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Frank helps guide Nick to his chair, taking his bag for him and setting it down on the table between them. Nick takes a seat, folding up his white cane and holding it in his left hand. Nick is Frank’s mentor – a term he believes is insufficient concerning their relationship. After only a few minutes conversing with the pair, it was easy to see why.

They first met while helping to feed the homeless with a group from the church they both attend. They got along instantly. As a part of the New Life Fellowship recovery program Frank belongs to, each program resident is required to have a mentor. With no one specific in mind at the time, Frank put in his general request to be placed with a mentor. At the same time, Nick had just been informed that his scheduled mentee had withdrawn from the program.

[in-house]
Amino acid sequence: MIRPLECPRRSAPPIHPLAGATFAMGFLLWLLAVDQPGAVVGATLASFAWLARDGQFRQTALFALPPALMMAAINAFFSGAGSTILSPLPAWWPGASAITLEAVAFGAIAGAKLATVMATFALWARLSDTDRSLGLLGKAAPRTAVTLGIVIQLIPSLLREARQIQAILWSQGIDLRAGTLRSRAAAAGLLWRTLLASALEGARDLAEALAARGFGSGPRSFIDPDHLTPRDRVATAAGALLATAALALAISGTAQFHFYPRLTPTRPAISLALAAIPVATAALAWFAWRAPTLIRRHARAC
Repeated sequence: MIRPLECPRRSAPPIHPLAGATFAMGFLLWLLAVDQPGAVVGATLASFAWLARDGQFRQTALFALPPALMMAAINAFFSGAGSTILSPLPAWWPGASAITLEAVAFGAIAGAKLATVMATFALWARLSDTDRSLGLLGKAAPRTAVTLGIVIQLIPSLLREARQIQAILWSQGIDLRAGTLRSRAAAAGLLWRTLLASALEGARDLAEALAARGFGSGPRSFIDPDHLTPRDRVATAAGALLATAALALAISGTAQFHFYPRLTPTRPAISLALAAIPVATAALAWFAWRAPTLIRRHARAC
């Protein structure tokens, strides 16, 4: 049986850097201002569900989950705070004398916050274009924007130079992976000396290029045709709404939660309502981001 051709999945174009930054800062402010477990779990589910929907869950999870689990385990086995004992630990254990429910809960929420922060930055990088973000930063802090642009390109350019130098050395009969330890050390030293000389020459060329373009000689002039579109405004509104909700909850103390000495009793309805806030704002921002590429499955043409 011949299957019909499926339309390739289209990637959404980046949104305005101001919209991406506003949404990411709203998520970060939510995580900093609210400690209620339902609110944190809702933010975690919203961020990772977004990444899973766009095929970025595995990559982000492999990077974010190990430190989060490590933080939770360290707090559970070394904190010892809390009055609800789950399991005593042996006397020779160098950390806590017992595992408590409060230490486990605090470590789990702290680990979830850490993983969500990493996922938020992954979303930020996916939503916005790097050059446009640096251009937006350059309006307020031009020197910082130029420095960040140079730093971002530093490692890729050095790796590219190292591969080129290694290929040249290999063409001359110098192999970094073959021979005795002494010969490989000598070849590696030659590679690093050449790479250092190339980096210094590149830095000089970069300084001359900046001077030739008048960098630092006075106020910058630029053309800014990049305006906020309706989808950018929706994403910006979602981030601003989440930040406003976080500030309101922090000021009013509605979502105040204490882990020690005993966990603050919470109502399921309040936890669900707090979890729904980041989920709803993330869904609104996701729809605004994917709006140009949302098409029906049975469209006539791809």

“It’s crazy how God works,” Nick says. His pastor approached him with another opportunity. “He said, ‘I have another guy. Are you willing to mentor him even with an age difference?’” The person in question was Frank. “It was awesome because we already got along,” Nick says. Although the two politely, though perhaps adamantly, disagree on their first meeting as mentor and mentee – Nick assures Frank it was at the YMCA and Frank assures Nick it was on a walk through the park – they both agree that it didn’t take long to get to know each other. “We walked and talked for hours,” Frank says, “just asking real questions.”


Whether it was their first or third meeting, the walk lasted over three hours. By the end, they had covered 8 miles of ground and years’ worth of life stories. The age difference hardly mattered. “He knows the Bible better than I do,” Frank says, “and that’s what matters to me. His heart is bigger than I could ever imagine, and everything he’s been through is such an inspiration to me.”